Race and the Digital: Racial Formation and 21st Century Technologies

"Native Americans and the Digital Divide" by Ebony Paramo

Week 3 Blogging: "Digital Divide" 

Media Summary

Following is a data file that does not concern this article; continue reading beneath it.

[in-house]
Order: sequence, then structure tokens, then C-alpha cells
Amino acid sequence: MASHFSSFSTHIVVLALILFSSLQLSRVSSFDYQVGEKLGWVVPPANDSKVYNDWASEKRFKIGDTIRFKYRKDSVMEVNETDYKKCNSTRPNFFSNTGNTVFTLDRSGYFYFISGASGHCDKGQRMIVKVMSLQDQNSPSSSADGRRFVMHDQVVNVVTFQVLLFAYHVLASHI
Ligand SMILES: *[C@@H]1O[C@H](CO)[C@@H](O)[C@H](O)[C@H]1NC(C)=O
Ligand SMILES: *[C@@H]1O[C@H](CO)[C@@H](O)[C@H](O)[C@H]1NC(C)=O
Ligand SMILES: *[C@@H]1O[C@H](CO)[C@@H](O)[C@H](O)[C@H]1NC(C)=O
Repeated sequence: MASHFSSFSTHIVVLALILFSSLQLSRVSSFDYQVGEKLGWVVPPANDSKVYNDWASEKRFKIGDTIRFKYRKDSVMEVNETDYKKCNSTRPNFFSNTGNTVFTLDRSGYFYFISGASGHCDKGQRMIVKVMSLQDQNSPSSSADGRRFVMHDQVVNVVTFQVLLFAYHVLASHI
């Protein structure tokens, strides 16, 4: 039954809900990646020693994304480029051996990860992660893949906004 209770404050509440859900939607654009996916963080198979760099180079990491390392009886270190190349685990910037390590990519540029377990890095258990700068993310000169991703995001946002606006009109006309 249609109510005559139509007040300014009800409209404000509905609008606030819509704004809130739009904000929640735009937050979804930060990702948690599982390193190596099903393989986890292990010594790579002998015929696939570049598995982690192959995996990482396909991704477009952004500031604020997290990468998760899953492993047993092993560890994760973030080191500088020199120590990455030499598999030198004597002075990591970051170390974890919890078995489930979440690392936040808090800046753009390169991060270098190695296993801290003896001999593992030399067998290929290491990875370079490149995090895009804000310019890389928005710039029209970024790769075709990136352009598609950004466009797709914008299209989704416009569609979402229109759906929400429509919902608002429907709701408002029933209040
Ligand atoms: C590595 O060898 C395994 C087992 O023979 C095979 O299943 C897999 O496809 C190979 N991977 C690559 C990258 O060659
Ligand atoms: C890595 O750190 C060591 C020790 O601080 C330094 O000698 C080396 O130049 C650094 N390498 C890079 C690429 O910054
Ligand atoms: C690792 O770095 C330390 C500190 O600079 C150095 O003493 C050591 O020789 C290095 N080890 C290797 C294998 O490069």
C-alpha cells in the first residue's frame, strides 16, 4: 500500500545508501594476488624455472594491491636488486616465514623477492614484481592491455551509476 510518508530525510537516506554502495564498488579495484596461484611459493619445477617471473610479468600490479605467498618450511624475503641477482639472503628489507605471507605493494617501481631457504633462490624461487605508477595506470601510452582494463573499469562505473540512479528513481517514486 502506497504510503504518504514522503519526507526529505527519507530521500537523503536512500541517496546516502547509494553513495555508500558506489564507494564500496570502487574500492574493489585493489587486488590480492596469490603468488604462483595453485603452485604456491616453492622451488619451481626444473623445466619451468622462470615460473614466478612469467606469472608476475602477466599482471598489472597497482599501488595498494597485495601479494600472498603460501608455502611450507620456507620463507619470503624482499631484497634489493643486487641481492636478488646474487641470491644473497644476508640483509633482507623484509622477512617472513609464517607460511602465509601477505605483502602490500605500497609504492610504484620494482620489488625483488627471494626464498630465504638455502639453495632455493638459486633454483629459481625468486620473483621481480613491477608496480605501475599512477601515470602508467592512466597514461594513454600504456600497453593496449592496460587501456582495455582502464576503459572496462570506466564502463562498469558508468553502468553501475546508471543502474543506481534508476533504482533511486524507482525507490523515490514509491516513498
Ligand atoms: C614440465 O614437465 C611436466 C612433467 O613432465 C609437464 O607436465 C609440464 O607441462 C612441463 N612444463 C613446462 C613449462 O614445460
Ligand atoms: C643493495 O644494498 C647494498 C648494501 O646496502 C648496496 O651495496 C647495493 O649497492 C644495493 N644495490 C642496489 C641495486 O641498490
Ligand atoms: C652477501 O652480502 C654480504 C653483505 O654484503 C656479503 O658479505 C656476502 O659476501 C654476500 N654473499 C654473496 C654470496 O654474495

Citation: "Ahniwake Rose on Native American Digital Divide" ComcastNewsmaker Video, 4:36, posted by "ComcastNewsmakers", July 30, 2014, https://www.youtube.com/watch?v=oO_H10UHvoE.